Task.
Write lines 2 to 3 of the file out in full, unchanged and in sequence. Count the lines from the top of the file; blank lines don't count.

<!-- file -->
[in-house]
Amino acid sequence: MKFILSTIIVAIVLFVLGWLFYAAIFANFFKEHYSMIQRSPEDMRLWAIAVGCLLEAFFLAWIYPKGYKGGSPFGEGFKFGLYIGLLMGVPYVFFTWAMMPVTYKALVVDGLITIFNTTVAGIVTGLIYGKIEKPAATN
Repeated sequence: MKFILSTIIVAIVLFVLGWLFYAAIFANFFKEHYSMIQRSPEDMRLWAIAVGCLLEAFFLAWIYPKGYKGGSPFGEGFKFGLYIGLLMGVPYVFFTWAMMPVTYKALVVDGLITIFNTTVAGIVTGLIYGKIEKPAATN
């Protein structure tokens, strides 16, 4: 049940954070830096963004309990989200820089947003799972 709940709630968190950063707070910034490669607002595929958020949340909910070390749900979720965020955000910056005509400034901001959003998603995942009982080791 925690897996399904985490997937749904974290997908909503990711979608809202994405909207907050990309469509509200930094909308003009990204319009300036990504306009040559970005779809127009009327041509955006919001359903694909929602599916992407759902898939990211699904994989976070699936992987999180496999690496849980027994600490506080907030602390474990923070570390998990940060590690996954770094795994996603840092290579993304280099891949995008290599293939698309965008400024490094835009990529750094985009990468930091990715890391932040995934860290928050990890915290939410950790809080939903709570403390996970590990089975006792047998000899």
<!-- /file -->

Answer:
Amino acid sequence: MKFILSTIIVAIVLFVLGWLFYAAIFANFFKEHYSMIQRSPEDMRLWAIAVGCLLEAFFLAWIYPKGYKGGSPFGEGFKFGLYIGLLMGVPYVFFTWAMMPVTYKALVVDGLITIFNTTVAGIVTGLIYGKIEKPAATN
Repeated sequence: MKFILSTIIVAIVLFVLGWLFYAAIFANFFKEHYSMIQRSPEDMRLWAIAVGCLLEAFFLAWIYPKGYKGGSPFGEGFKFGLYIGLLMGVPYVFFTWAMMPVTYKALVVDGLITIFNTTVAGIVTGLIYGKIEKPAATN